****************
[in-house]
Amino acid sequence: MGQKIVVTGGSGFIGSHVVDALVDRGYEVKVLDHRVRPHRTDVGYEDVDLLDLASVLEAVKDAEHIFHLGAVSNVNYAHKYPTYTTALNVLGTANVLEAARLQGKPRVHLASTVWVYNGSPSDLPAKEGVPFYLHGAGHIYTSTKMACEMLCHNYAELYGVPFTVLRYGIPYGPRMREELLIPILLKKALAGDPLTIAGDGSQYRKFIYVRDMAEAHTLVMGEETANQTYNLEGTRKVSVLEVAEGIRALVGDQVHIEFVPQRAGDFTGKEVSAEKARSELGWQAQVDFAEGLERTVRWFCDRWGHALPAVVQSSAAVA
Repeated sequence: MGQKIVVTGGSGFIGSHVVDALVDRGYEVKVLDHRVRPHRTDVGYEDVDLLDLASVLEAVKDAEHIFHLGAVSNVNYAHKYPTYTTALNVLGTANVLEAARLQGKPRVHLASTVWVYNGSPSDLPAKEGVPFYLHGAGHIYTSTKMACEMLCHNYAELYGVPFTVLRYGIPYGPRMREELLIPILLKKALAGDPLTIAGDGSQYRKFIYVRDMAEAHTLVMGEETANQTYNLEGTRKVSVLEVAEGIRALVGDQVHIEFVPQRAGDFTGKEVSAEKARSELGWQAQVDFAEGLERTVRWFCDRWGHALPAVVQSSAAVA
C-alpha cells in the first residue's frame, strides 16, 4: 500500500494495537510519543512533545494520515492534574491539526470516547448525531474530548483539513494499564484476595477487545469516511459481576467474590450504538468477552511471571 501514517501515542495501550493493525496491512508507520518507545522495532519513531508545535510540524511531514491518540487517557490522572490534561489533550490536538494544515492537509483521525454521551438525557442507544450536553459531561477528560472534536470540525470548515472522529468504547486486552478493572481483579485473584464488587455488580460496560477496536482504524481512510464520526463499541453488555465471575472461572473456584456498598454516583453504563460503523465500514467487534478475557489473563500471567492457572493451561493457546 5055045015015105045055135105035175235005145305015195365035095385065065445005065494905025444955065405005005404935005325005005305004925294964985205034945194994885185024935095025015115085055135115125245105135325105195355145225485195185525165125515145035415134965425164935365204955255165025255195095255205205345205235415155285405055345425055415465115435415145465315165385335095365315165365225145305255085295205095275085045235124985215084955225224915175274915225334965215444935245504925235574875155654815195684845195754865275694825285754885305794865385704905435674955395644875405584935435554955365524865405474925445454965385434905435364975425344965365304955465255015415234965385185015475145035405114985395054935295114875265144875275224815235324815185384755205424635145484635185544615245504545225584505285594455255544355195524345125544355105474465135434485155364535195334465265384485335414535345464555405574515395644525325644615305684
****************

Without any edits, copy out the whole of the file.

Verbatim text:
[in-house]
Amino acid sequence: MGQKIVVTGGSGFIGSHVVDALVDRGYEVKVLDHRVRPHRTDVGYEDVDLLDLASVLEAVKDAEHIFHLGAVSNVNYAHKYPTYTTALNVLGTANVLEAARLQGKPRVHLASTVWVYNGSPSDLPAKEGVPFYLHGAGHIYTSTKMACEMLCHNYAELYGVPFTVLRYGIPYGPRMREELLIPILLKKALAGDPLTIAGDGSQYRKFIYVRDMAEAHTLVMGEETANQTYNLEGTRKVSVLEVAEGIRALVGDQVHIEFVPQRAGDFTGKEVSAEKARSELGWQAQVDFAEGLERTVRWFCDRWGHALPAVVQSSAAVA
Repeated sequence: MGQKIVVTGGSGFIGSHVVDALVDRGYEVKVLDHRVRPHRTDVGYEDVDLLDLASVLEAVKDAEHIFHLGAVSNVNYAHKYPTYTTALNVLGTANVLEAARLQGKPRVHLASTVWVYNGSPSDLPAKEGVPFYLHGAGHIYTSTKMACEMLCHNYAELYGVPFTVLRYGIPYGPRMREELLIPILLKKALAGDPLTIAGDGSQYRKFIYVRDMAEAHTLVMGEETANQTYNLEGTRKVSVLEVAEGIRALVGDQVHIEFVPQRAGDFTGKEVSAEKARSELGWQAQVDFAEGLERTVRWFCDRWGHALPAVVQSSAAVA
C-alpha cells in the first residue's frame, strides 16, 4: 500500500494495537510519543512533545494520515492534574491539526470516547448525531474530548483539513494499564484476595477487545469516511459481576467474590450504538468477552511471571 501514517501515542495501550493493525496491512508507520518507545522495532519513531508545535510540524511531514491518540487517557490522572490534561489533550490536538494544515492537509483521525454521551438525557442507544450536553459531561477528560472534536470540525470548515472522529468504547486486552478493572481483579485473584464488587455488580460496560477496536482504524481512510464520526463499541453488555465471575472461572473456584456498598454516583453504563460503523465500514467487534478475557489473563500471567492457572493451561493457546 5055045015015105045055135105035175235005145305015195365035095385065065445005065494905025444955065405005005404935005325005005305004925294964985205034945194994885185024935095025015115085055135115125245105135325105195355145225485195185525165125515145035415134965425164935365204955255165025255195095255205205345205235415155285405055345425055415465115435415145465315165385335095365315165365225145305255085295205095275085045235124985215084955225224915175274915225334965215444935245504925235574875155654815195684845195754865275694825285754885305794865385704905435674955395644875405584935435554955365524865405474925445454965385434905435364975425344965365304955465255015415234965385185015475145035405114985395054935295114875265144875275224815235324815185384755205424635145484635185544615245504545225584505285594455255544355195524345125544355105474465135434485155364535195334465265384485335414535345464555405574515395644525325644615305684